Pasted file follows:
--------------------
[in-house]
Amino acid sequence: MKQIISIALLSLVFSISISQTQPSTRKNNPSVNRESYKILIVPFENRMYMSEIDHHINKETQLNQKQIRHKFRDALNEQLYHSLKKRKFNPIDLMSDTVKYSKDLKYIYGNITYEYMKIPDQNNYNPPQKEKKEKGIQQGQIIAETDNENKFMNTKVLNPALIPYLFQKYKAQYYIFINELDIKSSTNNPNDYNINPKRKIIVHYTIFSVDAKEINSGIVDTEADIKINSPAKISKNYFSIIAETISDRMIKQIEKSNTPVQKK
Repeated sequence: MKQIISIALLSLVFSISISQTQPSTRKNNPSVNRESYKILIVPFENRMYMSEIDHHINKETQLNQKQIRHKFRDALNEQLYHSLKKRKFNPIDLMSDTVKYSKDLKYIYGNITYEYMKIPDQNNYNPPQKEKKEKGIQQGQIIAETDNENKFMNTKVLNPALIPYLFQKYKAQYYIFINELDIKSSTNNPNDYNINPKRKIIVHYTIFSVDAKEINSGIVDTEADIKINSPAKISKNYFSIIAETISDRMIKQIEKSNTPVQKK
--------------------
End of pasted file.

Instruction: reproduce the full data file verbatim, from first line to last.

[in-house]
Amino acid sequence: MKQIISIALLSLVFSISISQTQPSTRKNNPSVNRESYKILIVPFENRMYMSEIDHHINKETQLNQKQIRHKFRDALNEQLYHSLKKRKFNPIDLMSDTVKYSKDLKYIYGNITYEYMKIPDQNNYNPPQKEKKEKGIQQGQIIAETDNENKFMNTKVLNPALIPYLFQKYKAQYYIFINELDIKSSTNNPNDYNINPKRKIIVHYTIFSVDAKEINSGIVDTEADIKINSPAKISKNYFSIIAETISDRMIKQIEKSNTPVQKK
Repeated sequence: MKQIISIALLSLVFSISISQTQPSTRKNNPSVNRESYKILIVPFENRMYMSEIDHHINKETQLNQKQIRHKFRDALNEQLYHSLKKRKFNPIDLMSDTVKYSKDLKYIYGNITYEYMKIPDQNNYNPPQKEKKEKGIQQGQIIAETDNENKFMNTKVLNPALIPYLFQKYKAQYYIFINELDIKSSTNNPNDYNINPKRKIIVHYTIFSVDAKEINSGIVDTEADIKINSPAKISKNYFSIIAETISDRMIKQIEKSNTPVQKK